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(This was a message given by Pastor Steve Murrell at Every Nation World Conference 2016, Day 1.)

When Pastor Steve’s American friend met his future father in law who is Japanese, they had no clue how their cultures were so different.

When introduced, one will shake hands (American)  and the other will bow (Japanese). But his friend got a little too close to give a handshake. With a slight bow and being so close to his future father in law, they ended up bumping heads… a multi-ethnic headache.

In Luke 24, there was not a lot of ethnicity in the church. God had to open their minds to understand what Jesus mentions in verses 45-47.

Being called to go to every nation, we will be with people who look different, talk different and maybe even smell different. But the call remains – Go to all the nations!

This gospel is going to be preached to all nations.
The word for nations is the word “ethnos”.
The gospel is going to other ethnicities.

People talk about being color blind. But the problem with being color blind is that you don’t get to celebrate color.

“The church is like the eye. It has a little black in it and a little white in it. And without both, we cannot see.” – C.H. Mason

This gospel message has to go out to the nations and you are the messenger.
A witness is a messenger.
But you are not going alone. Jesus said that His Holy Spirit is going to come.

As a motorcyclist is foolish to go out without a helmet, so is a witness who goes out without the Holy Spirit. It will not only be foolish but also dangerous.

 

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(This was a message given by Pastor Oscar Muriu of Nairobi Chapel at Every Nation World Conference 2016, Day 1.)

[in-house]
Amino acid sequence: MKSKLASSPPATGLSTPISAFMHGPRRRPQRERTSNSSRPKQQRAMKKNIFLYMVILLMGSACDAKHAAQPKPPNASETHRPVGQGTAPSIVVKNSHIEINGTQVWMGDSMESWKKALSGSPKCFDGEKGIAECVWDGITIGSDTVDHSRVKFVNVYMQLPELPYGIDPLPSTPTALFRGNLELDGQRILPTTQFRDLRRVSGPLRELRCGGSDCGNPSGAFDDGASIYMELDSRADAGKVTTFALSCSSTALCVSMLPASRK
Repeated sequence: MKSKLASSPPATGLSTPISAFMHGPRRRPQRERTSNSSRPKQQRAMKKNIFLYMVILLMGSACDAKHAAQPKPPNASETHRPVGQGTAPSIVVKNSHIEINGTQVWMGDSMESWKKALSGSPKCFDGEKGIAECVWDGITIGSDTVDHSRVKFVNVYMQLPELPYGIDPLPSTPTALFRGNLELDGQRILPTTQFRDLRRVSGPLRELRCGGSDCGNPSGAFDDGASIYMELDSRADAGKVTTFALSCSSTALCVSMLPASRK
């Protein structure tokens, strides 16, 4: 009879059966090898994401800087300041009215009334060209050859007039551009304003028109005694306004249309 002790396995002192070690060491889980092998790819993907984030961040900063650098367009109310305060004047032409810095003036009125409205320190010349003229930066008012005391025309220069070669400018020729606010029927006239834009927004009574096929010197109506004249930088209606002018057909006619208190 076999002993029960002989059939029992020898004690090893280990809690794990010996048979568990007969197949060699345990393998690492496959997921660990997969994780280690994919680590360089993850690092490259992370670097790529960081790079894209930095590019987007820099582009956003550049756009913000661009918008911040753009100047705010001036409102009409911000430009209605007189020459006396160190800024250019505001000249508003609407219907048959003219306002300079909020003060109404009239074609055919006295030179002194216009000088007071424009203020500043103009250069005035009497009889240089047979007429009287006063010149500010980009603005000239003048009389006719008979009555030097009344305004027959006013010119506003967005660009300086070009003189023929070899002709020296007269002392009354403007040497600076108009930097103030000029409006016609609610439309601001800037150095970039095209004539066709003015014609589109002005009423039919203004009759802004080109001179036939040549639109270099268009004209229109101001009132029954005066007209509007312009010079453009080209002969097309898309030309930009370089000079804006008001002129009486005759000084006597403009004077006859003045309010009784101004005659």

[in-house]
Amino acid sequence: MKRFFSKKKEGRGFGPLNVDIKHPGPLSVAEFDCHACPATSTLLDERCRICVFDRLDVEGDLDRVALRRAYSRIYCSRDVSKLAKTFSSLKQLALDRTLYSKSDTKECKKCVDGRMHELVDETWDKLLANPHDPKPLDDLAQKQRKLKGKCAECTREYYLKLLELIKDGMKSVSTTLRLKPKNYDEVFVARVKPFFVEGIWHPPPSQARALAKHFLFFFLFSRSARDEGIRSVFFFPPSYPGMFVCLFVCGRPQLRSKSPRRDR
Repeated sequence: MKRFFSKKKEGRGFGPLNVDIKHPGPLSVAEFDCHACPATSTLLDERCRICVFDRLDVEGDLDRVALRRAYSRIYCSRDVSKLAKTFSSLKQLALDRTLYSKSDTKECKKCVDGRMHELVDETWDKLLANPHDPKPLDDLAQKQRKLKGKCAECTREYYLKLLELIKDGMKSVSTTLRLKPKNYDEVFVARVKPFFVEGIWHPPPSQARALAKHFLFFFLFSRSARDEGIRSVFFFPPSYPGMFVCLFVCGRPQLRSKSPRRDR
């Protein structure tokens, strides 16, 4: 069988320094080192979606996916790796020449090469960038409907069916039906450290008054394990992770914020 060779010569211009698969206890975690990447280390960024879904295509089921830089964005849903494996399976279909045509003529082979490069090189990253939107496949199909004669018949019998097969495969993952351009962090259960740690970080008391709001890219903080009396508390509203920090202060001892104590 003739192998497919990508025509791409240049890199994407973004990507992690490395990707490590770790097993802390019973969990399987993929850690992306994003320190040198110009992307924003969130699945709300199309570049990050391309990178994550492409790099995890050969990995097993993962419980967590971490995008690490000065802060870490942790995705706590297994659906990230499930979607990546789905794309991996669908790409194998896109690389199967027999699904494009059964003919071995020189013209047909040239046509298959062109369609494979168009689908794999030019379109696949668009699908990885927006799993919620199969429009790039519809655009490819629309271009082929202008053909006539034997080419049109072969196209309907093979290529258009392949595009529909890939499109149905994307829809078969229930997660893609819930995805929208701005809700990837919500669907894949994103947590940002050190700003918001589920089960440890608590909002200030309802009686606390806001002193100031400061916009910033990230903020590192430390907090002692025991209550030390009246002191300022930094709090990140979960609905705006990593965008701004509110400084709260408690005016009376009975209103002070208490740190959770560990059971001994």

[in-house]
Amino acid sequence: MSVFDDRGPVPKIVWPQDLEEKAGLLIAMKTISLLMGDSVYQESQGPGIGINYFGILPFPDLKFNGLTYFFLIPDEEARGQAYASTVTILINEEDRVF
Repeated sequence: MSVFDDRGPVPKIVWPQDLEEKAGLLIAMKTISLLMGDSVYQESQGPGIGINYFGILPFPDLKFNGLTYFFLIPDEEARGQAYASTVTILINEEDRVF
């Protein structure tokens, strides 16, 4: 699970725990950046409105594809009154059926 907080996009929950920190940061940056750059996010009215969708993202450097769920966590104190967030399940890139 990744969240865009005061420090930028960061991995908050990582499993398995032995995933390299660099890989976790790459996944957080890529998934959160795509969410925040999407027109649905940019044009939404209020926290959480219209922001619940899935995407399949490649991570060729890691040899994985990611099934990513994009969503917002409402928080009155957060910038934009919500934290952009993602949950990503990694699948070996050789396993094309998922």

Are the things you are living for worth Christ’s dying for?

For Christ’s love compels us. (2 Corinthians 5:14-20)

Selfishness has become an accepted feature in Christianity.
It’s become how God will help me and bless me. We have to remember that the purpose of my life doesn’t revolve around myself.
We act as if God belongs to us rather than us belonging to Him.
God is not interested in your plans for your life but for your involvement in His plans for your life.

Whatever is to my profit, I now consider loss. (Philippians 3:7-9)

There are no great advances made in Christianity by men who are unwilling to give up their lives. We have to remember, we no longer live for ourselves any longer.

We are Christ’s ambassadors, given the ministry of reconciliation.
Each day, about 155,000 people slip into Christless eternity
It will take a sacrifice to not live for self.

Here’s the choice that our Father wants us to understand as Christians – and I believe this is the choice of our age: “Do you want to be brave or safe? … because you cannot be both!” (Gary Haugen, International Justice Mission)

Brave means trusting God for your future.
Brave means to not know the details before obeying.
Brave means that God doesn’t have to ask for your permission.